The thrill of speed and slides, the challenge of a dynamic dirt course, and the incredible action fender-to-fender off road racing is about to get a lot more accessible thanks to a group of enterprising Ultra4 racers. Introducing “Bro-Lites;” an upcoming spec-Ford Ranger racing series that could be your ticket to affordable off-road competition.
Bro-Lites are born from American-market 2WD Ford Rangers; 1989 to 1997 trucks generally referred to as second and third generation models. After welding the rear differential they get stripped, fitted with a robust roll cage, long-travel suspension, a fuel cell, and they’re good to go. No engine modifications outside maintenance are allowed.
These pickups are cheap, easy to find, cheap, easy to work on, cheap, and I don’t think anyone’s ever felt a pang of remorse taking an acetylene torch to one. And once an old Ranger is stripped down, it feels way faster than they have a right to be. What better base for an entry-level off-road racing series?
Bro-Lites are the brainchild of Ultra4 racer Scott Decker. I caught up with him shaking his Ranger down with some of his friends and competitors after the Ultra4 event at Rausch Creek, a 1,000 acre off-road park in eastern Pennsylvania with a “high-speed” area for race truck testing. Here’s what he had to say about getting the idea of an accessible Spec Ranger series off the ground:
“Inspiration came from the TORC series in Charlotte a few years back. We are always looking to have more racing experience. Time behind the wheel is what wins races. We were looking for another way to fine tune driving skills as well as satisfy our competitive spirits. A level playing field of a true spec class like the Bro-Lites is the best way to have door to door competition. (In our practice run) all three trucks were basically exactly the same pace once we got used to the track. This brings out driver skill and will be very interesting once there are 10-15 trucks at a time.”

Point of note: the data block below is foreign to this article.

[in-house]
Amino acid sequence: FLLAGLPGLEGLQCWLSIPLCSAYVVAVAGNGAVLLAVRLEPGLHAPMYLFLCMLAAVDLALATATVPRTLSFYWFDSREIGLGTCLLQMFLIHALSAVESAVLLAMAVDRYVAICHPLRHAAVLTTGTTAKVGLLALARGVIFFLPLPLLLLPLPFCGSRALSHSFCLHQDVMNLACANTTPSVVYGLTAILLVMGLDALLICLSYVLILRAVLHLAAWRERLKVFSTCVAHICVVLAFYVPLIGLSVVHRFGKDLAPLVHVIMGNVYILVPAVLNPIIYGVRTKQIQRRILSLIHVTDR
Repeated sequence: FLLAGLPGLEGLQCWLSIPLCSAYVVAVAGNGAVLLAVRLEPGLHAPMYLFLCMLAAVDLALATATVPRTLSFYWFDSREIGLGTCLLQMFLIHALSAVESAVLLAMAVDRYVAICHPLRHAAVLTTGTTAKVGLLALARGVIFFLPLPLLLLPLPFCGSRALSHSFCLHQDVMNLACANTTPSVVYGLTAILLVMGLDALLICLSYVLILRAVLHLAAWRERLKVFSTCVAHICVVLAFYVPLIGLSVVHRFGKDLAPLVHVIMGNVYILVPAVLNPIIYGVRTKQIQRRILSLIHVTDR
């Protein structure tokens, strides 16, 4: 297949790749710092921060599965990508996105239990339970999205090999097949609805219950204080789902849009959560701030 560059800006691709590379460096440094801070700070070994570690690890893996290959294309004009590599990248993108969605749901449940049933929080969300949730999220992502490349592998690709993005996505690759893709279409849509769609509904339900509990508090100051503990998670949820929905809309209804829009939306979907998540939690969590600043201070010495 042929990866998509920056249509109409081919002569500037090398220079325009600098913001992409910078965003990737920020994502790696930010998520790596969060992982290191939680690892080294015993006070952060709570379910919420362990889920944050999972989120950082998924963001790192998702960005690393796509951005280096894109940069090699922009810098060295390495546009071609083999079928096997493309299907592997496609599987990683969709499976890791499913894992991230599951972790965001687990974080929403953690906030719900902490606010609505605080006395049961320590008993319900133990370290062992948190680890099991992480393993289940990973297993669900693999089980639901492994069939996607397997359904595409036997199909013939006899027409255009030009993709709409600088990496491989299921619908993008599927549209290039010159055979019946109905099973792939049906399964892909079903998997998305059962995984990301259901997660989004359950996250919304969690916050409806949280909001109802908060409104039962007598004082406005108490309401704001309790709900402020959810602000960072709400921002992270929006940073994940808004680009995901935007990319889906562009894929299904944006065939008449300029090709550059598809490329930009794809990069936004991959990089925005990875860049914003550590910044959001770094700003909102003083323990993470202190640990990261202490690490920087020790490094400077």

Ultra4 trucks are expensive to complicated to build and expensive to race. That high cost of entry keeps a lot of potential talent out of off-road racing. Even if you can afford the sport, not too many folks are keen to drop $120,000 on something they may or may not enjoy.
Bro-Lite Rangers offer an easy way for you to casually race for the sake of experience, or get a taste of dirt before you make the commitment to a full-on racing effort in bigger leagues.
Fellow Ultra4 racer and Bro-Liter Tim Diekmann said the trucks can come together “for a couple grand if you know where to get parts,” and that he and his co-founders hope to set up a system where people could get involved for even less money by renting them.
Diekmann went into a little more depth on how the truck comes together:
“Roll cage geometry on mine specifically was built 100% based on ease of manufacturing. The major safety items in these trucks are good triangulation behind the seats and solid door bars. The probability of a true rollover isn’t as high as contact hits to the doors from other trucks. That was the focus of my design. Otherwise, nothing really special about it. Shock placement is basically ‘where it fits.'”
What kind of driving experience does that leave you with? With a full-face, bugs-in-your-teeth smile on your face.
2012 King Of The Hammers champion Erik Miller, another Bro-Lite supporter, brought his own Ranger around the Pennsylvania corn field for some shakedown with Diekmann and Decker. More importantly, he let me have a shot behind the wheel of his rig.
I booted the throttle. What was left of the Ranger bodywork rattled like the crushed PBR cans that were rolling around the floorboards, but the seats were rock-solid to the reinforced frame. The shocks soaked up every rut and rock I could hit (pretty much “all of them”) and throwing down a big, satisfying power slide was as easy as modulating the throttle and flicking the wheel.
Had Erik and I been on the track together, I’d have had a much a chance to win the race as the KOH winner. Well, not really… I’d be in the weeds or in last place by lap one. But the prospect of being door-to-door with a pro on the same equipment has got to be enticing to those of you who have the skills to win races, but not the cash to enter them.
Of course, the trucks at Sunday’s practice event spent more time with their hoods up than their throttles to the floor, but there’s still time to work out the kinks.
The first official Bro-Lite event is going down in September, which the organizers you just heard about hope will inspire you to order a Spec Ranger of your own over the winter. They’re hoping to line up a few tracks come spring time and get a real 3 to 4 race series for next season.
Bro-Lite races will probably be piggybacked on established events to get more spectator action and attention, and hopefully more competitors. In the long term, there might even be a short-course scene on the East Coast!